Trade Cases

Leibowitz on Trade: USTR Proposes More Tariffs on China

Written by Tim Triplett

Lewis Leibowitz, trade attorney and contributor to Steel Market Update, offers the following commentary on the latest developments in Washington:

In a sharp escalation of the trade war with China, the U.S. Trade Representative has released a list of about 5,000 items valued at around $200 billion that could be subject to new 10 percent tariffs on Chinese imports if adopted after a public hearing next month. The USTR issued the list on Tuesday at the direction of President Trump.

Following are the products that could be affected. The list includes exceptions that appear strategic in nature to avoid consumer injury and annoyance (such as tariffs on pharmaceuticals and aircraft) and to avoid Chinese retaliation (on pharmaceuticals and aircraft).

The list includes tariffs on metal products from Chapters 71, 72 and 73. The new list targets precious metals (gold, platinum, silver), iron and steel waste and scrap, steel shapes and other advanced products made of iron and steel, aluminum tanks, powders and other products. Classified in Chapter 73, “articles of steel,” are products such as steel circles, steel netting and fencing, and other equipment made principally of iron or steel (heading 7326) that were not targeted before. A large number of aluminum products classified in Chapter 76 are included, as are selected products in all HTSUS Chapters covering metals (Chapters 71-83).

Also potentially subject to the new tariffs are agricultural products in Chapters 1-24, with a few exceptions: no items in Chapter 1 (live animals), Chapter 6 (live plants), Chapter 9 (coffee and tea), Chapter 13 (gums and resins) or Chapter 18 (cocoa).

Other chapters with no items include Chapter 30 (pharmaceuticals), Chapter 49 (books), Chapters 61-64 (apparel and footwear), Chapter 66 (umbrellas), and Chapters 92-93 (musical instruments, arms and ammunition). Only one item, parachutes, is included from Chapter 88. All other chapters have at least two items.

The list of proposed tariffs is subject to public comment. The due date for filing requests to appear and a summary of expected testimony at the public hearing, and for filing pre-hearing submissions, is July 27. The due date for submission of written comments is Aug. 17.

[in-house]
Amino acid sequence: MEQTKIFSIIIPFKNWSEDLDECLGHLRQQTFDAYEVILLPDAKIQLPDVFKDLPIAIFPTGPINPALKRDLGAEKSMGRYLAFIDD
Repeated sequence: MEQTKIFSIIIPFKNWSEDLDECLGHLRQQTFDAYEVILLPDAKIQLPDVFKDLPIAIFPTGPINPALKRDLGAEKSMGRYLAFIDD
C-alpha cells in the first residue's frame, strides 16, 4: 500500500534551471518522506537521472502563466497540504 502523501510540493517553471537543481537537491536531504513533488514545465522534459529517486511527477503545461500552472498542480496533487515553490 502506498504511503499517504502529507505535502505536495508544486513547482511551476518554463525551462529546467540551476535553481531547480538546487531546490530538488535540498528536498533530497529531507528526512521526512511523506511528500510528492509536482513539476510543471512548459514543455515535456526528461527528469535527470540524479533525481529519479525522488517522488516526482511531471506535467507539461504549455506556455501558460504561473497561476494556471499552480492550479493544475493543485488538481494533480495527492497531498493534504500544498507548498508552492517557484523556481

The Section 301 Committee will convene a public hearing in the main hearing room of the U.S. International Trade Commission, 500 E Street SW, Washington, D.C., beginning at 9:30 a.m. on Aug. 20-23. The due date for submission of post-hearing rebuttal comments is Aug. 30.

More lists could be forthcoming. In 2017, imports of goods from China totaled $505 billion. With the new $200 billion list, the total trade affected by Section 301 tariffs would be about $250 billion, or half the imports from China. The Section 232 tariffs affect another $3 billion or so from China. 

The other half of U.S. trade with China, which so far has been unaffected, could also be included. If pharmaceuticals and aircraft are hit with tariffs, China would likely retaliate on those products, affecting some of the largest exporters in the United States.

Another possibility is an increase in the size of the tariff. The 10 percent tariff rate could be increased. Ten percent tariffs will not stop trade in most products, but will be an annoyance to businesses and consumers. Higher tariffs could seriously constrain trade volumes.

And the end is not in sight. The avowed purpose of the Section 301 tariffs is to change China’s behavior in trade—intellectual property theft, technology transfer, investment restrictions and the like. As the notice makes clear, China’s behavior has not changed, prompting the additional $200 billion list. If the new tariffs do not effect a change in China’s behavior or negotiations, there will be other restrictions. 

U.S. exports to China in 2017 totaled about $129 billion. With the publication of the $200 billion list, USTR has escalated the fight. China cannot retaliate on $200 billion in U.S. exports because U.S. exports to China are not that high. Therefore, China will look for other ways to retaliate, spreading the trade war to other sectors (such as services) or non-tariff areas and possibly non-trade areas. 

Lewis Leibowitz

The Law Office of Lewis E. Leibowitz
1400 16th Street, N.W.
Suite 350
Washington, D.C. 20036

Phone: (202) 776-1142
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Cell: (202) 250-1551

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